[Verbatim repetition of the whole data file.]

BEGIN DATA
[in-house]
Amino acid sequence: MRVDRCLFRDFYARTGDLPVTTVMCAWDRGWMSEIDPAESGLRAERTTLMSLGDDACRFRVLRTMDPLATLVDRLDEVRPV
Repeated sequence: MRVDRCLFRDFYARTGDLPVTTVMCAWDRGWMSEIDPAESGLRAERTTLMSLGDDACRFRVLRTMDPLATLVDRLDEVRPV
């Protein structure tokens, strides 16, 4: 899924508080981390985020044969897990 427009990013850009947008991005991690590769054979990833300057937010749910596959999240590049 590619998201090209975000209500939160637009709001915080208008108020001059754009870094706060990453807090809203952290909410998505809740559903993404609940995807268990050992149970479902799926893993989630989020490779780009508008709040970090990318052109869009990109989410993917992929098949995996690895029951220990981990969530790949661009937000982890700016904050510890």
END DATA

[in-house]
Amino acid sequence: MRVDRCLFRDFYARTGDLPVTTVMCAWDRGWMSEIDPAESGLRAERTTLMSLGDDACRFRVLRTMDPLATLVDRLDEVRPV
Repeated sequence: MRVDRCLFRDFYARTGDLPVTTVMCAWDRGWMSEIDPAESGLRAERTTLMSLGDDACRFRVLRTMDPLATLVDRLDEVRPV
């Protein structure tokens, strides 16, 4: 899924508080981390985020044969897990 427009990013850009947008991005991690590769054979990833300057937010749910596959999240590049 590619998201090209975000209500939160637009709001915080208008108020001059754009870094706060990453807090809203952290909410998505809740559903993404609940995807268990050992149970479902799926893993989630989020490779780009508008709040970090990318052109869009990109989410993917992929098949995996690895029951220990981990969530790949661009937000982890700016904050510890």